An Angry Man Called Me Out of Bed This Morning

This morning, barely eight o’clock, the phone rang. The gentleman on the other end asked to speak to Doctor Mirjam Maclean.

Even though I am not a doctor, I said, “speaking” and asked who was calling.

He said his name and repeated that he wished to speak to Mister Mirjam Maclean.

I repeated that was who he was speaking to and asked what this was about.

He became indignant and asked why “he” was refusing to speak to him.

I repeated once more that I was speaking to him and he hung up the phone.

So why this little anecdote?

Because it is a perfect demonstration of people only noticing what they already expect – of our observations being coloured by our expectations.

The back story:

On Saturday the feature article in the newspaper dealt with the ADHD diagnoses of children in schools – a topic close to my heart – and I had written a letter to the editor. Previously, I had on occasion written such a letter, but they were never published. After emailing the letter, a message came up stating the requirements for letters and that the word limit was 200 words. I had believed it to be 300, so convinced that my letter was too long, I had already dismissed the idea that it could appear in the paper.

But apparently it did and apparently, some people start their day a lot earlier than I do.

So this gentleman called and I expected the man on the other side to be asking for my husband, who works from home and is always on the phone with customers. Maybe the request for “doctor” should have alerted me, but I responded only to my name. I am not a doctor and never made a claim of that sort. Had I known about the paper, I would have put two and two together, but as it was, he confused me, so I kept repeating who I was and he kept demanding to speak to a male, no doubt based in his expectations – although the request to speak to a doctor may have been intended sarcastically, because he introduced himself by that title.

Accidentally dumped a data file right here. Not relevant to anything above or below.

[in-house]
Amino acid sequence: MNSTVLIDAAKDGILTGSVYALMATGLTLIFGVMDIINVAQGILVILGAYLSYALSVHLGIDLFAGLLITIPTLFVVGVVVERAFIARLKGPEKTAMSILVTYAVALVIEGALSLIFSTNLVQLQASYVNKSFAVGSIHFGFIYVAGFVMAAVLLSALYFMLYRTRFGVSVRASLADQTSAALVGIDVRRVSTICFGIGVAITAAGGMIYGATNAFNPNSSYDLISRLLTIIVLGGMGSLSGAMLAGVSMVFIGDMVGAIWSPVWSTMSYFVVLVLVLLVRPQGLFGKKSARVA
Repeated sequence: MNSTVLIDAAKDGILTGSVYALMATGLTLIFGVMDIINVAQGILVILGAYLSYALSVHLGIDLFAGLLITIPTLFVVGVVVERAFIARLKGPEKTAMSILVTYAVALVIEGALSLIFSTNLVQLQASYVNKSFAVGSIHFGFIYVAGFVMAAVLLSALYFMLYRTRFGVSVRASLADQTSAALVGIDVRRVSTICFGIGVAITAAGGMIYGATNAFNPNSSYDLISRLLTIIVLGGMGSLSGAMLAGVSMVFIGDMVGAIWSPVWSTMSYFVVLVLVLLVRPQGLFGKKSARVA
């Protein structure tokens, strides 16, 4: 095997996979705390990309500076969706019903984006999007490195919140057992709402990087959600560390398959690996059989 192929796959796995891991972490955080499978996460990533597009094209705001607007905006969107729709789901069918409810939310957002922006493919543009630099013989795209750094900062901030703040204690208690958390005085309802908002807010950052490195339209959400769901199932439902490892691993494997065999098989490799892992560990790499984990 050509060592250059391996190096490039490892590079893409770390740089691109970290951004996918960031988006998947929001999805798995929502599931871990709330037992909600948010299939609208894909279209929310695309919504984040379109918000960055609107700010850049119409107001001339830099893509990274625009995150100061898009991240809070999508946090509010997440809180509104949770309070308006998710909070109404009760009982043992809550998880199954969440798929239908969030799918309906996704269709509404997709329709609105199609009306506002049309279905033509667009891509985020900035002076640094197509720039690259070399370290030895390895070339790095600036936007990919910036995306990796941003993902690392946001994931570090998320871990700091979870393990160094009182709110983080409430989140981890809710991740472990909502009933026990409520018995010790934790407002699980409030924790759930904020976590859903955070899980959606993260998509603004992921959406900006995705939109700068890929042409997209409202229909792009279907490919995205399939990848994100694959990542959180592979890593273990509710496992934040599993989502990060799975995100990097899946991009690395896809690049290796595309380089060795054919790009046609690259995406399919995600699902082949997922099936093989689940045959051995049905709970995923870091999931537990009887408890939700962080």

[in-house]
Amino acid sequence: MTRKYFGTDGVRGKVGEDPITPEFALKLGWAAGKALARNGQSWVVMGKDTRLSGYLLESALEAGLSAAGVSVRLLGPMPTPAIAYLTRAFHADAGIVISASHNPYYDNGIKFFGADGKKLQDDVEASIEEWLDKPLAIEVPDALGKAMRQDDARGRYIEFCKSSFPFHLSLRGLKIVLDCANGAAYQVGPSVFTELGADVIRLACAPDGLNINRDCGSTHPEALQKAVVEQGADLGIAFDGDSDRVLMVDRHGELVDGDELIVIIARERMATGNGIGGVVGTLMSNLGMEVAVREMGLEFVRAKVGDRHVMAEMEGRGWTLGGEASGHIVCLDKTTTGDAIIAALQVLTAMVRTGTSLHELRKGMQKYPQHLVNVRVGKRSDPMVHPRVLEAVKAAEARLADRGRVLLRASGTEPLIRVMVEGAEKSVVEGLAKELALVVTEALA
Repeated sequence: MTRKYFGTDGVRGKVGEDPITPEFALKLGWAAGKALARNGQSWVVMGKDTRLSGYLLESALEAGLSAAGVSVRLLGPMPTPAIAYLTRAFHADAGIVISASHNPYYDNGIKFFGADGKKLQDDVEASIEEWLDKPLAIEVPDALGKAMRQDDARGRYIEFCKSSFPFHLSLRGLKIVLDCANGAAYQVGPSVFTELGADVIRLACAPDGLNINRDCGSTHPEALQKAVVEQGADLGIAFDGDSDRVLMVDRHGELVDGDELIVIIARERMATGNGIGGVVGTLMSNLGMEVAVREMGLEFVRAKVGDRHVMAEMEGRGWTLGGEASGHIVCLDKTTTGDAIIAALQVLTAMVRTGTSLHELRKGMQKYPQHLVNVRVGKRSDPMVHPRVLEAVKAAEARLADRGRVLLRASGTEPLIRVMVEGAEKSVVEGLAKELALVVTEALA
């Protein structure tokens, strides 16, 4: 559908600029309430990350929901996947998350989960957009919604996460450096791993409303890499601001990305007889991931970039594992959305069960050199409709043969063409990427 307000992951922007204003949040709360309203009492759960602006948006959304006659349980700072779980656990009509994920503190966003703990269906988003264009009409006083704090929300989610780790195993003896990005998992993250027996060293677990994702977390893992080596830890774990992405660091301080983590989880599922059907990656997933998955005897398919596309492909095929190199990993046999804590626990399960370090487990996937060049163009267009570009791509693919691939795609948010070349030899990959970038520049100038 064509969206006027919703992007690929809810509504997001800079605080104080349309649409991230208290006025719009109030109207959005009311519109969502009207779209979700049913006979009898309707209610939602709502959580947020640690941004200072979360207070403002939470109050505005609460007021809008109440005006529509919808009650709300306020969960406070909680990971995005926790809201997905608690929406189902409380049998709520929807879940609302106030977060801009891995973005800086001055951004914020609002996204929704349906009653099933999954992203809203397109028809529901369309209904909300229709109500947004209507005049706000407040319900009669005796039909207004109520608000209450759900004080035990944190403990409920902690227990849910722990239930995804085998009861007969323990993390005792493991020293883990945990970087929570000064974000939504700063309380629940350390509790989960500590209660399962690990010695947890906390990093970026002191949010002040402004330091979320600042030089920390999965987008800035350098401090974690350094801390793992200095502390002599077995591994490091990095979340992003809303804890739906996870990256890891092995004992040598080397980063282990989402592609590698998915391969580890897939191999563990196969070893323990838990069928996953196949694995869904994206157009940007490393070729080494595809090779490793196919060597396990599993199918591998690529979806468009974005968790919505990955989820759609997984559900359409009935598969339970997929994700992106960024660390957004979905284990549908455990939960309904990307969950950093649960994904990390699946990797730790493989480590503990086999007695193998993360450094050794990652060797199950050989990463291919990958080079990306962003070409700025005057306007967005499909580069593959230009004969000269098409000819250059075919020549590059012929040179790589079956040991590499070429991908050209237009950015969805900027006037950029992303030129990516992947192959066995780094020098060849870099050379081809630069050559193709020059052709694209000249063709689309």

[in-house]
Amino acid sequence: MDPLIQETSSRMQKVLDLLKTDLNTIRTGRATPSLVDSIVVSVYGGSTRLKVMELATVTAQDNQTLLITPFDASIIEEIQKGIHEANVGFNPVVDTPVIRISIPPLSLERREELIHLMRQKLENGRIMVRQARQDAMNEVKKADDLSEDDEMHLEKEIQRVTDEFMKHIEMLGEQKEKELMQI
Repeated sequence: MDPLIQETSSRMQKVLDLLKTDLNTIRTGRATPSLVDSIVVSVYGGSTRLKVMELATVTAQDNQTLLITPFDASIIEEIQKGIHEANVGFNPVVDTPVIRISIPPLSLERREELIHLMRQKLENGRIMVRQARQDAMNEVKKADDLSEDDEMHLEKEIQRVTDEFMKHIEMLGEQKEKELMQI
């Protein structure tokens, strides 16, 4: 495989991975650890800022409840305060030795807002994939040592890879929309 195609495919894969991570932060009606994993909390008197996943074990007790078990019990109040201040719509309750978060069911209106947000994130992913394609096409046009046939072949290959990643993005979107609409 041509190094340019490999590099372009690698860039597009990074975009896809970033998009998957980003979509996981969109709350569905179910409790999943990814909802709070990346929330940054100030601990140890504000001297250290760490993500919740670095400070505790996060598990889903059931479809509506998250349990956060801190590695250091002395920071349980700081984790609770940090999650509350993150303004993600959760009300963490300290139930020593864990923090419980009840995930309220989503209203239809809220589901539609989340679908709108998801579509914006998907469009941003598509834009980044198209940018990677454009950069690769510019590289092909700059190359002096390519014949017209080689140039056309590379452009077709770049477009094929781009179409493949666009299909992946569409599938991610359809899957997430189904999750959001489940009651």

Nevertheless, he could not hear me saying “speaking”, because he expected a man and in his anger – he probably did not agree with my letter to the editor – did not listen.

So he disconnected, leaving me wondering who could have known my name and phone number. I only clicked when another gentleman called shortly after and referred to my letter in the paper.

This elderly gentleman was very polite and thanked me for my letter. He explained that in the past, school teachers dealt with bullying in a most effective way – they’d blow their whistle and so draw the attention of every child to the negative behaviour of the bully, which caused them embarrassment.

He also mentioned that schools used to have rules and kids were expected to obey those and if not they were punished for behaving wrongly and not be sent to a doctor to have their brain checked.

This gentleman clearly understood the problem very well, because today children are not attacked for their behaviour, but for their person if they behave in a manner that goes against the expectations of the school. And that was also the topic of the original article in the paper: that children are labelled and medicated for acting differently, so that the message is that they are faulty.

For those who are interested. The original article and my response to it.


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